Late last month, the steering committee of the Trade Unionist and Socialist Coalition (TUSC) reluctantly agreed to stand candidates in May’s local authority elections.
TUSC is a coalition between the Rail, Maritime and Transport (RMT) union, the Socialist Party (SP) and the Socialist Workers Party (SWP). It was formed in 2010, supposedly to provide a socialist alternative to a neo-Thatcherite Labour Party.
This pose of independence was exposed by the election of Jeremy Corbyn as Labour leader in September 2015. Corbyn’s surprise victory gave limited expression to a leftward shift among layers of workers, and particularly young people. For this reason, the Labour right-wing tried by every method—bureaucratic, electoral and legal—to overturn Corbyn’s leadership.
Corbyn—a loyal backbench MP for more than 30 years—had no intention of leading a fight against the right-wing. His leadership victory was the unintended consequence of attempts by the Labour left, with the support of the Stalinist Morning Star and the pseudo-left, to prevent the party from complete collapse following its electoral debacle in 2015. Nevertheless, Corbyn’s election was seized on by the pseudo-left to regroup around Labour.
The Socialist Party claimed it was a step towards the party’s re-founding “as a democratic, socialist, anti-austerity party.” It penned an open letter to Labour, signed by 75 of its current and former leading members—led by Peter Taaffe and Hannah Sell—calling for them to be admitted to membership to help “consolidate Jeremy Corbyn’s victory.”
The SWP did its usual political book-keeping. Publicly it maintained an organisational distance from Corbyn, and even reprinted extended quotes from Leon Trotsky dissecting the insidious political role of the Labour left. But this was only so the SWP could maintain credibility among workers and youth unconvinced by Labour’s proclaimed “socialist transformation” so as to better corral them behind the prospect of a possible Corbyn-led government.
In line with these manoeuvres, TUSC was all but wound up. In the May 2016 local elections, TUSC candidates ran only against carefully selected right-wing Labour candidates, as the self-professed “electoral wing” for the “Corbyn insurgency.” This was followed in autumn by an SP proposal that TUSC’s preparations for the 2017 elections should be placed on hold, “pending discussions with Jeremy Corbyn and his supporters…”
While the right-wing failed in their immediate objective of removing Corbyn, his response has been one of wholesale political capitulation. Corbyn has supported, or facilitated, the victory of the right on party policy—from war in Syria, to retaining nuclear weapons, to the campaign in support of the European Union and now on restricting immigration. This is despite the fact that Labour’s right is a tiny minority within the party, which has grown by hundreds of thousands of members in response to Corbyn’s campaign.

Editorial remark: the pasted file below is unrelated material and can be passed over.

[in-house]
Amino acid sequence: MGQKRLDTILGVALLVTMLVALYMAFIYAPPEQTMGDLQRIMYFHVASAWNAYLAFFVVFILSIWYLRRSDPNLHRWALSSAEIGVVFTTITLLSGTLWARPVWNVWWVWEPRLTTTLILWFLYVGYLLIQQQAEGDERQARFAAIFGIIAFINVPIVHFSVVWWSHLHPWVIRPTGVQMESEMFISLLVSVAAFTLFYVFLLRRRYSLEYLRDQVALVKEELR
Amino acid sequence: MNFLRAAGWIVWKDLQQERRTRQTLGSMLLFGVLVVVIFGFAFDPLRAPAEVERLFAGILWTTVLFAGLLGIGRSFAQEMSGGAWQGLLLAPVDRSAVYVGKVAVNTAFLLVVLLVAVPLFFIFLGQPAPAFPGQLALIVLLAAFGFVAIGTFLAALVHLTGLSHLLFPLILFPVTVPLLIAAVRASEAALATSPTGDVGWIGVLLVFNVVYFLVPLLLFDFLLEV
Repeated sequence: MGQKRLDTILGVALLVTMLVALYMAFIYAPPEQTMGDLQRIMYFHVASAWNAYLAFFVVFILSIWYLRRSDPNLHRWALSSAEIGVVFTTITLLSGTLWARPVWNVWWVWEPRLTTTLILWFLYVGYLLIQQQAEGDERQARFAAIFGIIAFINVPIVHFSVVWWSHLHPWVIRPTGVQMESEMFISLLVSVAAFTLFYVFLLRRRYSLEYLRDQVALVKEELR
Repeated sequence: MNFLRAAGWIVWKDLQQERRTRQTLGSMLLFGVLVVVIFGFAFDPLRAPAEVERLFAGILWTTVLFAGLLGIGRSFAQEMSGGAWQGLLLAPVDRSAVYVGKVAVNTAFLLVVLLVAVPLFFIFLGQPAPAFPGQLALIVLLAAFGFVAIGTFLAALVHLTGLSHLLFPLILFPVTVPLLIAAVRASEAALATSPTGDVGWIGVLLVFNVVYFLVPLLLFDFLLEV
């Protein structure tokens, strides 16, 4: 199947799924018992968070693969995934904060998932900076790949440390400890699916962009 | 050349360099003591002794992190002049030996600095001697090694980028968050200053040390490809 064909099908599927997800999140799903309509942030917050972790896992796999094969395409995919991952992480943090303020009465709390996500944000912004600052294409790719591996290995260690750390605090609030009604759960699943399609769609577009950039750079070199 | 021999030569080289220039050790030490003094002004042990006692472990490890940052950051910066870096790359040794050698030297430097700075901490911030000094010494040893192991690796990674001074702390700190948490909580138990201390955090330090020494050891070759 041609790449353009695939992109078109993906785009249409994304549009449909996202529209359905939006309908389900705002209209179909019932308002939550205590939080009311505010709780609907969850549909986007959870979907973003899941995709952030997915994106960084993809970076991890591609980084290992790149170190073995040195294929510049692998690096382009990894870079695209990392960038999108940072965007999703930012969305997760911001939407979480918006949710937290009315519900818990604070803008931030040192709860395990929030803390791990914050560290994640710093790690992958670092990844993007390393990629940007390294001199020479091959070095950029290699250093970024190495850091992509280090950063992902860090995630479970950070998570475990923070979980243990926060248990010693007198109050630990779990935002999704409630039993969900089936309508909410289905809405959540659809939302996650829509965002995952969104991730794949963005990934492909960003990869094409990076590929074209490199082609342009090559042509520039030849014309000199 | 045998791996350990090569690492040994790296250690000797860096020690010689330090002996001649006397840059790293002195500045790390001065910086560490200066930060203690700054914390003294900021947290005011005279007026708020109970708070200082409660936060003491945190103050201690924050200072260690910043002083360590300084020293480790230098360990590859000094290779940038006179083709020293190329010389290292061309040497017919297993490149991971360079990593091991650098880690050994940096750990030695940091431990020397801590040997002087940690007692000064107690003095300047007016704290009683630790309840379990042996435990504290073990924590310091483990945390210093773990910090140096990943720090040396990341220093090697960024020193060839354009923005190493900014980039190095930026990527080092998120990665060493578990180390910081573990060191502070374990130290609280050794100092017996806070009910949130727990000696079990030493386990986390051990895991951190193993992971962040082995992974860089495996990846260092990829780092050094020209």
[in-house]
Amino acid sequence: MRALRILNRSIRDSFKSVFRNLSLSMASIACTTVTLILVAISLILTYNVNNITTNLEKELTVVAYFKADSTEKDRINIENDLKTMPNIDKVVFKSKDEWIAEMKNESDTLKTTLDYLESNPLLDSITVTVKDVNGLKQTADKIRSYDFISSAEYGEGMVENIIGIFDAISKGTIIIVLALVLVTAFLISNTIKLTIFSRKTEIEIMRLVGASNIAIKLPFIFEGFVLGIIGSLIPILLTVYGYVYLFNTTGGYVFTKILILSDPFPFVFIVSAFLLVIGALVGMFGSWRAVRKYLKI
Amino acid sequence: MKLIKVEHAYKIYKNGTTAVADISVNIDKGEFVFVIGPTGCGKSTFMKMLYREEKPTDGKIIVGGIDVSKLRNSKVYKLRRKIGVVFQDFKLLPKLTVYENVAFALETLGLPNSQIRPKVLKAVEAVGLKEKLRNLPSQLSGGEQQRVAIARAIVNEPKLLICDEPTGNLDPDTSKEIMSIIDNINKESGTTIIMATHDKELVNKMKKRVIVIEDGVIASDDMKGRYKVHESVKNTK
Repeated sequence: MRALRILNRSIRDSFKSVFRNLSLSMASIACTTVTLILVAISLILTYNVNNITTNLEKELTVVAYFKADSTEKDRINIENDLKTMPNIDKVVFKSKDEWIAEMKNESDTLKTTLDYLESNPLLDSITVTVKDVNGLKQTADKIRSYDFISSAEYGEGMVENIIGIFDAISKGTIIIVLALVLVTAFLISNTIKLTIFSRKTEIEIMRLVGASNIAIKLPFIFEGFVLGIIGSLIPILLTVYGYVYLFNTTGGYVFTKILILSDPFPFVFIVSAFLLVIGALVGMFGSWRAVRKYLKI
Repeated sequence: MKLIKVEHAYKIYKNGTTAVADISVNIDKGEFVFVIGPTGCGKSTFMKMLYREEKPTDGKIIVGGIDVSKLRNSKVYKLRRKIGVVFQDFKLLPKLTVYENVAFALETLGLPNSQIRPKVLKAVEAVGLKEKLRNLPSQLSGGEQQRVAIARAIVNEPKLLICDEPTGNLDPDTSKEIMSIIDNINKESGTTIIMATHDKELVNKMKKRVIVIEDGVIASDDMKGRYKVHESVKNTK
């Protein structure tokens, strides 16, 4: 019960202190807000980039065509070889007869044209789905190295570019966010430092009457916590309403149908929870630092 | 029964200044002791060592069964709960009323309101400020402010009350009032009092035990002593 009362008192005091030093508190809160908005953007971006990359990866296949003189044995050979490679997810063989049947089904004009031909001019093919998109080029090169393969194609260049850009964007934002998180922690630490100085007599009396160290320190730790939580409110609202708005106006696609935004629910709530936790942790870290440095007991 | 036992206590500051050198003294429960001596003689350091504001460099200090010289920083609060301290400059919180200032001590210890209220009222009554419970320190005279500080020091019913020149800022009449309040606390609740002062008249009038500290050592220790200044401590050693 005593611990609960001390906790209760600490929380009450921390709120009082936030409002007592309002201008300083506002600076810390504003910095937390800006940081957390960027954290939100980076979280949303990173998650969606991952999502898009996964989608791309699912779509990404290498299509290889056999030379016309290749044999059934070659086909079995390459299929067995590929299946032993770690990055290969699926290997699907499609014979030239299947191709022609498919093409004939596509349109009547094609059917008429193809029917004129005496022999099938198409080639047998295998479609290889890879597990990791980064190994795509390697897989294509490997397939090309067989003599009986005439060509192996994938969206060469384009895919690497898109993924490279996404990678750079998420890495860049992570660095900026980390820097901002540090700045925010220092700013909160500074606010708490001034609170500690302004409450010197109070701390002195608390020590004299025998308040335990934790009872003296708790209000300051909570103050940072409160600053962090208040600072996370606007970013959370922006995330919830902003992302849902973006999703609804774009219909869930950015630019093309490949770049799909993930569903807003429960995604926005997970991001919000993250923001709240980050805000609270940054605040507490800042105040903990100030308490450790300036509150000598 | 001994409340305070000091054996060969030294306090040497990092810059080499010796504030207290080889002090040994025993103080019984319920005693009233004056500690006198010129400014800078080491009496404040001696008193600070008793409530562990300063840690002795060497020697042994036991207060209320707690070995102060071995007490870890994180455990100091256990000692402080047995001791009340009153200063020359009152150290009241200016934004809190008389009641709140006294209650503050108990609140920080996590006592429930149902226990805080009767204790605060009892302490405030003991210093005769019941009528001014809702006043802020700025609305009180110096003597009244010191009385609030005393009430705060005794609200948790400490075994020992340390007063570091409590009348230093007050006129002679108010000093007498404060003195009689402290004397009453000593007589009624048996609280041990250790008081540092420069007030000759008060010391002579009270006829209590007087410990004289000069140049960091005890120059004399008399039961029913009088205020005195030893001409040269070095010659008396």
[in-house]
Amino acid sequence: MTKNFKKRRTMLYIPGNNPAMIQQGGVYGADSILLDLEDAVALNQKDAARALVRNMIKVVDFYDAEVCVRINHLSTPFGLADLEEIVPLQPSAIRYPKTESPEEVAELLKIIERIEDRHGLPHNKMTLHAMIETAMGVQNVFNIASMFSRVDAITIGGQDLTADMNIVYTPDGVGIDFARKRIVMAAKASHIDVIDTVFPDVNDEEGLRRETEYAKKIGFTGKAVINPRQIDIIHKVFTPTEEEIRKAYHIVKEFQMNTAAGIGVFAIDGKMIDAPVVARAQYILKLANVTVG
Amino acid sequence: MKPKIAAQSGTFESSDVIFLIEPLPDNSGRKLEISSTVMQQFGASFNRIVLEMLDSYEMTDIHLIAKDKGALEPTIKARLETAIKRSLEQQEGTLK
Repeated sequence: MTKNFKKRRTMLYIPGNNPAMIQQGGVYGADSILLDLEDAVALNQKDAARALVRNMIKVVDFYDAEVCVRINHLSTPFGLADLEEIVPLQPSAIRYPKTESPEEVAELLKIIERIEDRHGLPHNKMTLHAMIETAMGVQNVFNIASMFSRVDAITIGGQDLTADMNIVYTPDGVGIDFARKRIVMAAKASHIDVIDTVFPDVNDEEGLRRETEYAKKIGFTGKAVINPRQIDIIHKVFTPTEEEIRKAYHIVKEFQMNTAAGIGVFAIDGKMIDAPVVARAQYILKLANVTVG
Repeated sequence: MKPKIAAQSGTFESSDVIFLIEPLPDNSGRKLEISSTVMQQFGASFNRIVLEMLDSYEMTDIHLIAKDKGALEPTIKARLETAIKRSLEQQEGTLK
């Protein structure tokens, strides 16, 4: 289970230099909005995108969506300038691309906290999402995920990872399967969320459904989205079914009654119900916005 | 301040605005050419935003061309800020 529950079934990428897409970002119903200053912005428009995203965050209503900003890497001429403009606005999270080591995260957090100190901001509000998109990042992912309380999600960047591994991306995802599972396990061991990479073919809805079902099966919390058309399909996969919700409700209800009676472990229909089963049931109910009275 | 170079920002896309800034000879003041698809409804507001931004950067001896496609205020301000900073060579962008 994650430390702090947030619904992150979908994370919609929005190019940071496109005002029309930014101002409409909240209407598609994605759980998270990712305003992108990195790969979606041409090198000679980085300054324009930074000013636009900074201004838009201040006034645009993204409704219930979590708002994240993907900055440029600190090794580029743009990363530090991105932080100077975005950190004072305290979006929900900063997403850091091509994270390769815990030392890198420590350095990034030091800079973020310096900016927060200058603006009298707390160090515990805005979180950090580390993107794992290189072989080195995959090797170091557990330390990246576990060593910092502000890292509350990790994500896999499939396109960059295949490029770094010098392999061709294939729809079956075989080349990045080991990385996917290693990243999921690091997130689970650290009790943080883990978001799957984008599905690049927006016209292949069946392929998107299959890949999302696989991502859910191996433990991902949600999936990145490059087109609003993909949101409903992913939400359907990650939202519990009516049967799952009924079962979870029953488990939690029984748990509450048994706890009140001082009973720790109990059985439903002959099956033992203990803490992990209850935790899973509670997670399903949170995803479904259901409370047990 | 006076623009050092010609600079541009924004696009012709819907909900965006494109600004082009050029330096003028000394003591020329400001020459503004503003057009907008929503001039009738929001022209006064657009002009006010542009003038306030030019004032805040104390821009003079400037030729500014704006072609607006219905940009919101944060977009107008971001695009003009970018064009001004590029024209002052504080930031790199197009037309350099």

Leon Trotsky warned of such a situation in 1926 in the wake of the betrayal of the British general strike by Labour and the Trades Union Congress, which was followed by Labour Party conference’s decision to bar Communists from membership.
It would be the “crudest” blunder, Trotsky warned, to think that the task of establishing a united front against the right-wing consisted in obtaining a victory for a “left” candidate. “Such an objective would contain within itself a contradiction,” he wrote. “The left muddleheads are incapable of power; but if through the turn of events it fell into their hands they would hasten to pass it over to their elder brothers on the right. They would do the same with the state as they are now doing in the party.”
He continued, “The extreme rights continue to control the party. This can be explained by the fact that a party cannot confine itself to isolated left campaigns but is compelled to have an overall system of policy. The lefts have no such system nor by their very essence can they. But the rights do: with them stands tradition, experience and routine and, most important, with them stands bourgeois society as a whole which slips them ready-made solutions.” [Trotsky, Notes on the situation in Britain 1925-1926, Where is Britain Going?]
Trotsky’s prognosis has more than stood the test of time as Labour has proven its role as the principal political prop of British capitalism, irrespective of whether led by Clement Atlee, Tony Blair or Jeremy Corbyn.